McCreery said the two technologies complement each other, opening opportunities to do things that couldn’t be done with just one or the other. That includes mapping the brain responses of children with epilepsy, a focus of the institute, to help determine the best treatment. Another team will use the combined tools in its studies of movement disorders and therapies.

Also housed in the building is one team that focuses on acquiring data from all of those scans and another that analyzes that data. Many on those teams are students from area universities at various points in their education.

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A volunteer demonstrates a new super-high-resolution MRI machine at Boys Town National Hospital's Institute for Human Neuroscience. The device will be used in research and patient care.

Wilson said each lab functions independently. But being in the building together makes it easy for researchers to collaborate. Boys Town will continue to collaborate with UNMC and other partners, as it has in the past. With UNMC a hub for infectious diseases research, Wilson hopes to work with scientists there on how such diseases, including COVID-19, affect the brain.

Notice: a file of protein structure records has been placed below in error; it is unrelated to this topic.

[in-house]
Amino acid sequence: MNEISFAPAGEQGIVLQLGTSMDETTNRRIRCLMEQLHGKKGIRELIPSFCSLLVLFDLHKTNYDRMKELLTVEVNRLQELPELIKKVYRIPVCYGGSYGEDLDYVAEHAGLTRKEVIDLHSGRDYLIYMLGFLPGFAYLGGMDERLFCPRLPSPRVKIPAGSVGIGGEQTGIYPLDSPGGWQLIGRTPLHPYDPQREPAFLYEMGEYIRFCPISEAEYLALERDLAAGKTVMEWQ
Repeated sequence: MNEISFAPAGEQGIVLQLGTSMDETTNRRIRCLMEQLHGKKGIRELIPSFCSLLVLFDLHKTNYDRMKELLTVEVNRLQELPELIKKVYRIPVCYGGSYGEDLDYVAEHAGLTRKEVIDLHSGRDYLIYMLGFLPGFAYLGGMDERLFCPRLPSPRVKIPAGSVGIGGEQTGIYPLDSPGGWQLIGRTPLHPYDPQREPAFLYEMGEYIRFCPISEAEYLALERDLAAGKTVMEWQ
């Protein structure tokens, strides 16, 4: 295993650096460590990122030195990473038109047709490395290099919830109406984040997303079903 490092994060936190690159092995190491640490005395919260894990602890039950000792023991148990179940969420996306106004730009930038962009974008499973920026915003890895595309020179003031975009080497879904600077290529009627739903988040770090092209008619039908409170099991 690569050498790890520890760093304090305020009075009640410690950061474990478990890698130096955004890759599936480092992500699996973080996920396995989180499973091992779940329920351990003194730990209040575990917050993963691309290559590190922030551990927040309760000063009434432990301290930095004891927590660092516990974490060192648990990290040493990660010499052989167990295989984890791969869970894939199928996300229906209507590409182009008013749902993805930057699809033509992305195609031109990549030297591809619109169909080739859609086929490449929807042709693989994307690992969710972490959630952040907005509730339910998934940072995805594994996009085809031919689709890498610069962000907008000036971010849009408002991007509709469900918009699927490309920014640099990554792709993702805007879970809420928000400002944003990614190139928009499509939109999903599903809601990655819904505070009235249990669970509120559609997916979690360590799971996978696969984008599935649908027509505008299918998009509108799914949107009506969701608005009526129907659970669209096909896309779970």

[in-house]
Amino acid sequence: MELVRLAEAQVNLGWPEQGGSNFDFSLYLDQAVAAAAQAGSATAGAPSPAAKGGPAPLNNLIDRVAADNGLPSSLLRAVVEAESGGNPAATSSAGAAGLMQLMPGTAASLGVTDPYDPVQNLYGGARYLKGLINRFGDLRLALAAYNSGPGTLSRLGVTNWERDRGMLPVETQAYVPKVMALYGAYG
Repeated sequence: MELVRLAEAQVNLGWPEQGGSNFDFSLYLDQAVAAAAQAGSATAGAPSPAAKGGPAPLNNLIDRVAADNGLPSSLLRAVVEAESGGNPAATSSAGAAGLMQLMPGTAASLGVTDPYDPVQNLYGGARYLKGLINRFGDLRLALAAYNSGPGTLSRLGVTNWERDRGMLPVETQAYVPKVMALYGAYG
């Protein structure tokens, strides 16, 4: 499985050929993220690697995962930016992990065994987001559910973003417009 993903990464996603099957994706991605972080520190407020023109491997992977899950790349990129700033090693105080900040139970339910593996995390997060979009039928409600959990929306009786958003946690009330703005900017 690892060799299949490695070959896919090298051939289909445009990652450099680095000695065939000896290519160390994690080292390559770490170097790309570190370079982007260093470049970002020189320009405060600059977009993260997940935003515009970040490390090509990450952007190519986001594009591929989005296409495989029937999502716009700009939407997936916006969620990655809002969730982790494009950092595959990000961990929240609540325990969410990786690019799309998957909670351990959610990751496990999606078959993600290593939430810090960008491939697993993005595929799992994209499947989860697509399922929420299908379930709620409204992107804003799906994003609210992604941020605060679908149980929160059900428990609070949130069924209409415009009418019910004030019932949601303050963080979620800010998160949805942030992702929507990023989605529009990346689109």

“Really, this was just an incredible opportunity,” he said. “A facility like this is a really unparalleled in the U.S.”

McCreery said he already has begun working with Elizabeth Heinrichs-Graham, one of the researchers Wilson hired, to look at how hearing loss affects the brain.

For years, researchers have been telling parents that kids should wear hearing aids as much as possible. Now, he said, the researchers have evidence that kids who wear the devices more consistently have brain patterns similar to those of kids who don’t have losses. The next step is to determine whether certain interventions, such as how clinicians fit the devices, can make a difference.

Wilson said his lab always has had a large section focused on pediatrics. The group received one of President Barack Obama’s original BRAIN Initiative awards and brought a lot of that basic research with it. One of the key goals of the initiative, launched in 2013, was to create new ways of treating neurologic conditions. Hence, one study uses brain stimulation in the form of tiny, noninvasive electrical currents that temporarily change brain function. The aim is to determine whether researchers can develop such methods as a therapy.

Wilson said he also seeks to make detailed maps of how the brain changes as children grow, to see how they develop from childhood through adolescence to young adulthood to determine what’s changing in the brain as they develop emotionally and cognitively.

Having such information is critical, because most psychiatric conditions develop during those years.

“Understanding how the brain is changing in healthy children allows us to identify the changes that are not typical and identify those children who are going to be in need of intervention very early on,” he said. “Typically, that’s associated with much better outcomes.”


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Julie Anderson is a medical reporter for The World-Herald. She covers health care and health care trends and developments, including hospitals, research and treatments. Follow her on Twitter @JulieAnderson41. Phone: 402-444-1066.